At the end of World War II, Allied forces attempted to return works of art that had been looted during the conflict to their rightful owners. The fate of art owned by European Jews and stolen by the Nazis, so-called “Holocaust art,” presents a special case. Over the last 25 years, Holocaust art lawsuits have led to international conferences, the opening of state archives, the sharing of information, and ultimately, the return of many more works of art. But a much larger number of works have still not been returned, and legal questions persist as claimants attempt to assert their rights. This course begins with an overview of the ‘movement of art’ in Europe during World War II. It will explore the law of stolen property and its implications for the return of Holocaust art. It will also examine ongoing recovery efforts, as well as the rules that art museums have promulgated in response to this issue.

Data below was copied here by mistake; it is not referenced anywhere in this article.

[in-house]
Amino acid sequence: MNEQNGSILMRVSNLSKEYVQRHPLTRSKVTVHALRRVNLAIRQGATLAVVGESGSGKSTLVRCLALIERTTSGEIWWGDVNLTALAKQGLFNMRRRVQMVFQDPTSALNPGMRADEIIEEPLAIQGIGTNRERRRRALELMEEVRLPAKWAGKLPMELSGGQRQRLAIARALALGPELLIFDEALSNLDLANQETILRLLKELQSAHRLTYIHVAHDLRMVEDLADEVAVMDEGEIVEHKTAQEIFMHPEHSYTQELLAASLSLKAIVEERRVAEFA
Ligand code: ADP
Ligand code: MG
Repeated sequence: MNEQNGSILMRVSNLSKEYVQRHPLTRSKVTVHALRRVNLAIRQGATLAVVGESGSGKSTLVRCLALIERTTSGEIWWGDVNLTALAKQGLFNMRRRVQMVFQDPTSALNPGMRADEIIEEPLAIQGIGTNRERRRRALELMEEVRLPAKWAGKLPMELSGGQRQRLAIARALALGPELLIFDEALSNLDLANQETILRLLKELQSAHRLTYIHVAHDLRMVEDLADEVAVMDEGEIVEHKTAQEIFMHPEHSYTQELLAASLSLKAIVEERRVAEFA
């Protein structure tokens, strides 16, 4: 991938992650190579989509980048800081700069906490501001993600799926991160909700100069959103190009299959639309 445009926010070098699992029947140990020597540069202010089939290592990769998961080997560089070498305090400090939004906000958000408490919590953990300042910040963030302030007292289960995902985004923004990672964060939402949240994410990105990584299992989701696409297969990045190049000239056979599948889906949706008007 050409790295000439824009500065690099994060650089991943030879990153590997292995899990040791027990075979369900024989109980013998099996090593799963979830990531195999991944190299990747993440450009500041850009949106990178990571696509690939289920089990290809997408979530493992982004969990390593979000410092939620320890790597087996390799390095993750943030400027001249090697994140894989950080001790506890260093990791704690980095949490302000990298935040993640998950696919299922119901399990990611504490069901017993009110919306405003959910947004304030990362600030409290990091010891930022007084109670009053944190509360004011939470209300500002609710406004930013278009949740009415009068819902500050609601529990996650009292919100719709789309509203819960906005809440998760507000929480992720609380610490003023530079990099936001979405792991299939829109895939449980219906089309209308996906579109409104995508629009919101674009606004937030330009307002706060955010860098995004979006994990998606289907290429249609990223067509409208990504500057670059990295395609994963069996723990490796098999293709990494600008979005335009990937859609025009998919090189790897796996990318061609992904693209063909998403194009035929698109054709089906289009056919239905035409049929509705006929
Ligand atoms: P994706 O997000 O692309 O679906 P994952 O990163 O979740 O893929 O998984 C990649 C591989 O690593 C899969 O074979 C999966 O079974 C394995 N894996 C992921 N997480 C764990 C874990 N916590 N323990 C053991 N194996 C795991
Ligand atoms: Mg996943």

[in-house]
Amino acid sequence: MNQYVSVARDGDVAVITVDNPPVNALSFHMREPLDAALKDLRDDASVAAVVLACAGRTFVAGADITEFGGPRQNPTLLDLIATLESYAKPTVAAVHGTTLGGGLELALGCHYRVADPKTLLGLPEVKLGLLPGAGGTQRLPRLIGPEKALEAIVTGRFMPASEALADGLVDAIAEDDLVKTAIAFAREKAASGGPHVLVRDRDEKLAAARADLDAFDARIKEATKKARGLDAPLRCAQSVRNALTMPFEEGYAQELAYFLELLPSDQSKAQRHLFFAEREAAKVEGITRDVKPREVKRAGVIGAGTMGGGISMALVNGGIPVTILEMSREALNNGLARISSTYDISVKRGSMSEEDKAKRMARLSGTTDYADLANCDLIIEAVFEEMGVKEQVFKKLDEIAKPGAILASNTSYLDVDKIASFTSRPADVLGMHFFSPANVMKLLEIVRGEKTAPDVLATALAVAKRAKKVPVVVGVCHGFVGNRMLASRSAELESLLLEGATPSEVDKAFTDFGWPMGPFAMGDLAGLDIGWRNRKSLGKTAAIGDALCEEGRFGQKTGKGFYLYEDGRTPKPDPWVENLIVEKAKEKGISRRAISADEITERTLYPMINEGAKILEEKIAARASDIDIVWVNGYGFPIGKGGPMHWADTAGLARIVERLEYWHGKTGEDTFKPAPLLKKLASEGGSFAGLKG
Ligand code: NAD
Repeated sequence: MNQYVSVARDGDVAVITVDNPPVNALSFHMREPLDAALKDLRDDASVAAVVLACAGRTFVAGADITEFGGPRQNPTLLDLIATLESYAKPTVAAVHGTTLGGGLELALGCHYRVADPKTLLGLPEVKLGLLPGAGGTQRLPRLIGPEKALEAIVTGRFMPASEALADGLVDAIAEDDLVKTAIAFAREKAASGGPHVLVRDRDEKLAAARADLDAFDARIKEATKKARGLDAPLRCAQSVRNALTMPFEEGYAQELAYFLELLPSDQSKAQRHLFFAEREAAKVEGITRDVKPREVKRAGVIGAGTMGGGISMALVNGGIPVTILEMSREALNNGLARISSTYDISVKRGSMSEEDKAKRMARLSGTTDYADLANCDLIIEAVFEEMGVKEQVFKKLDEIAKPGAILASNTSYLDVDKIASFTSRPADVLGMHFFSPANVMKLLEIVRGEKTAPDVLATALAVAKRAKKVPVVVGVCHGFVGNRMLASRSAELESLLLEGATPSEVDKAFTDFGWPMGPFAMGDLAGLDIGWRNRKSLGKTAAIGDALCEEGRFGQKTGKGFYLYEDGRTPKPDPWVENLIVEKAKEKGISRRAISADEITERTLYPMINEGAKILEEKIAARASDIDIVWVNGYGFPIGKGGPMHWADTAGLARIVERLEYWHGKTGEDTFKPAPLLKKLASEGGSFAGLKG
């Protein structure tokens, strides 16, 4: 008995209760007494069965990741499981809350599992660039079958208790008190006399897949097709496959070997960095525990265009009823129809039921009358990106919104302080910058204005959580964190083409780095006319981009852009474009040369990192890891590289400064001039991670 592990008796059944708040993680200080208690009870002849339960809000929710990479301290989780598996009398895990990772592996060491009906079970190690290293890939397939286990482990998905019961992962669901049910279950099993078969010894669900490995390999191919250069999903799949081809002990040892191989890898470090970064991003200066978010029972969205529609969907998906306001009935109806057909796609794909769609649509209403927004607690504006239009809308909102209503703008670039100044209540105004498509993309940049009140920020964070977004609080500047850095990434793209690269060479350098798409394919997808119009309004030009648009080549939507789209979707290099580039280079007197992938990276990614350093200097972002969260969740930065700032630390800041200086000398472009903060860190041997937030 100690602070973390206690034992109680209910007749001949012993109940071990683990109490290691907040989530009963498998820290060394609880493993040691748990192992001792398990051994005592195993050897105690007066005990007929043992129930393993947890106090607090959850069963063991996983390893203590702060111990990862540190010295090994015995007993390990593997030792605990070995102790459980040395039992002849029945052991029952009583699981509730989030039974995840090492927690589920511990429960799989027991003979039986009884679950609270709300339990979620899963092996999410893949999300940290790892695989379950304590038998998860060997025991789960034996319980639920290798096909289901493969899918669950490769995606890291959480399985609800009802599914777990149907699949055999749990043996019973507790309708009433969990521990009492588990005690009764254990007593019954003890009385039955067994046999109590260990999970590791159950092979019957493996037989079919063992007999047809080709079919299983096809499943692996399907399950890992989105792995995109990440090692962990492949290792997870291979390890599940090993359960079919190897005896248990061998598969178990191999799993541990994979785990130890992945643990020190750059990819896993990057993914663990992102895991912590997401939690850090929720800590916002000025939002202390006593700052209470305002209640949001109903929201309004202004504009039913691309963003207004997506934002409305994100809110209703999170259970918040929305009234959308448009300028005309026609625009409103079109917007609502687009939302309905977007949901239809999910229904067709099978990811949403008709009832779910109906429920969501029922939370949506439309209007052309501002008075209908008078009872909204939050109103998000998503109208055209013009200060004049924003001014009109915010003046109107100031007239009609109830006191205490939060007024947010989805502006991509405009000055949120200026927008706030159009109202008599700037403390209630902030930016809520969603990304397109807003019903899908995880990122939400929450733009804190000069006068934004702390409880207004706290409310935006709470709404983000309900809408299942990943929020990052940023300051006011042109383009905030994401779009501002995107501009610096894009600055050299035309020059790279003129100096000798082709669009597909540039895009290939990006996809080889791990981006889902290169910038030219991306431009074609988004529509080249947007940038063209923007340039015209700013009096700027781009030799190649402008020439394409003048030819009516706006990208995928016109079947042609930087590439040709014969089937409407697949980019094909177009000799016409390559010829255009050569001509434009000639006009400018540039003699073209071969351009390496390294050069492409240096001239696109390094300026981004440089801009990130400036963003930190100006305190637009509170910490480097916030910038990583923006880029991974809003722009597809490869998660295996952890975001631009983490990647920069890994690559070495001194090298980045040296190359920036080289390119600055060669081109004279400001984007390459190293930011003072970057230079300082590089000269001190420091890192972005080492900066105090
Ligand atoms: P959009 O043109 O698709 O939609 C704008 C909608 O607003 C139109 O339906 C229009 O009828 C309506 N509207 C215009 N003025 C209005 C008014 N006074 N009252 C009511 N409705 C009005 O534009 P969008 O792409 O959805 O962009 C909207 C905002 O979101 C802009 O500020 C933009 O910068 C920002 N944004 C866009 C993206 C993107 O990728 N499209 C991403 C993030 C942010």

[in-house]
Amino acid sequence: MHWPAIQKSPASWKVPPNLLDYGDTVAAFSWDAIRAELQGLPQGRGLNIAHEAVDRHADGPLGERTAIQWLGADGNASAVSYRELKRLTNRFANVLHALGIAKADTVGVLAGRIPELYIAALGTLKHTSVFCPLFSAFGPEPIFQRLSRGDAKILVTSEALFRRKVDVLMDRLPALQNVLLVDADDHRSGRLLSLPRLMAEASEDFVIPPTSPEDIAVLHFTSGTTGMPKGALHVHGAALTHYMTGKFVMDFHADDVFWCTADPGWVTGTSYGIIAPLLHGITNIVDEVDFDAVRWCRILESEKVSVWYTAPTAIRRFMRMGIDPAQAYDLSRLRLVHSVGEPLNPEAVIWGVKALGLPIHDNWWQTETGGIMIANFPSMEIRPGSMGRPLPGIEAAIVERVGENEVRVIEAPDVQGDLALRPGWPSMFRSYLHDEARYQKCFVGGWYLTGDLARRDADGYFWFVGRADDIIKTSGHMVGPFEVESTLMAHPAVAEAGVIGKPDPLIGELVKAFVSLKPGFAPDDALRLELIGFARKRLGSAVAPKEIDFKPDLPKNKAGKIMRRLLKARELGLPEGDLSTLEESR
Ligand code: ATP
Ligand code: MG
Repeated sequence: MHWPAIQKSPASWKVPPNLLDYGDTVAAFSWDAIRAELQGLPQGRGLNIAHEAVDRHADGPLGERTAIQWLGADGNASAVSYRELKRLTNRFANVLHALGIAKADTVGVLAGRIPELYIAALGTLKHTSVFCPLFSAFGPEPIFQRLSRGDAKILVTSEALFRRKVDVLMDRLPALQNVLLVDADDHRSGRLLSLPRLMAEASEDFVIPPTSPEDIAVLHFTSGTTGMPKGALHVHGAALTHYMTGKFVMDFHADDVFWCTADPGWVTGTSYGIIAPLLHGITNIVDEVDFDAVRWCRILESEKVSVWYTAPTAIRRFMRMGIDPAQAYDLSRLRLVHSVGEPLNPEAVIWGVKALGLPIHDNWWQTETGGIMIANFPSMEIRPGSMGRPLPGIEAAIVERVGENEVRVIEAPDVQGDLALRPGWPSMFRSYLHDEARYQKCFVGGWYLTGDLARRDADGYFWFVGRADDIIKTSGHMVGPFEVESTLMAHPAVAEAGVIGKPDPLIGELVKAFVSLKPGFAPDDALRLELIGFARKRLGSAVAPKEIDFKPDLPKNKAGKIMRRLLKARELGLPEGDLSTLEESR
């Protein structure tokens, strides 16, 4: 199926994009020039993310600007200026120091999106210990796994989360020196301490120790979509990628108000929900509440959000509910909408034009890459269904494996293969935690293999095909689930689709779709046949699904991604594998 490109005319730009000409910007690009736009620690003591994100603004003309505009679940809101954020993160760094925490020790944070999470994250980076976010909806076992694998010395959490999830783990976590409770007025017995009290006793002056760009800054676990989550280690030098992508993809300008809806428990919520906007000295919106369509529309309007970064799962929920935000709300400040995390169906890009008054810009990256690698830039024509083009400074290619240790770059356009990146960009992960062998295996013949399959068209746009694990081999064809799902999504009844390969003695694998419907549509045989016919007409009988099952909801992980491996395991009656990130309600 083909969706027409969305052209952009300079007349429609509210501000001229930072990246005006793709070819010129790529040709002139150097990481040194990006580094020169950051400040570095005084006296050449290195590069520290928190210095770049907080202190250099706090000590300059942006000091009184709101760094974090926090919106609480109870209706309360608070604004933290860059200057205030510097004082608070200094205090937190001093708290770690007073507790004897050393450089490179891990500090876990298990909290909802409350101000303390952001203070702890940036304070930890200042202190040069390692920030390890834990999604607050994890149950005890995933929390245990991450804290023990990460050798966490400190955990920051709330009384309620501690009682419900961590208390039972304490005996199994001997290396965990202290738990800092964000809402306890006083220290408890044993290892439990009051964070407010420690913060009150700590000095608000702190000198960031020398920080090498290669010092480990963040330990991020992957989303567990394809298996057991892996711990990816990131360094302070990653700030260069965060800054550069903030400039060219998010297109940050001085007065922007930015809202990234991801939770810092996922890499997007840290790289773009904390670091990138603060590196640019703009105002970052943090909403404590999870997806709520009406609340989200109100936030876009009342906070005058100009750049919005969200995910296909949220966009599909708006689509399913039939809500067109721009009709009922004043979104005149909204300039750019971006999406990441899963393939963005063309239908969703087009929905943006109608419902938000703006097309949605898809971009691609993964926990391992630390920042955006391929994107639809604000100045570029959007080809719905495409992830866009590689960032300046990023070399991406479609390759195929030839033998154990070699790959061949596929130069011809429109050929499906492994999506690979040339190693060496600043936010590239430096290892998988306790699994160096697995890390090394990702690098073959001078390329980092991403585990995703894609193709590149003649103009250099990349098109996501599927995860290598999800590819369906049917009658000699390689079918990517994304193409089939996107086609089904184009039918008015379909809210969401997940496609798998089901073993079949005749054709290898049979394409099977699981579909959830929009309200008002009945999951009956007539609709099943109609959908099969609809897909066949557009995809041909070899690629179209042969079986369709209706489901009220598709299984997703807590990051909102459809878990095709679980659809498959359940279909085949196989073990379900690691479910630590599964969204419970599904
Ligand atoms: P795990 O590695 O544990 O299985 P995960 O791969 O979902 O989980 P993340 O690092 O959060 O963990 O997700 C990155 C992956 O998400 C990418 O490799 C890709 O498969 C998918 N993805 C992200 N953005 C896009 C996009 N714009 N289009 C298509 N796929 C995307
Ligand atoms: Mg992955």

Jewish Studies programming is supported by the Fund for the Jewish Future of the Jewish Federation of Cleveland, and The Laura and Alvin Siegal College of Judaic Studies Educational Foundation, a supporting foundation of the Jewish Federation of Cleveland.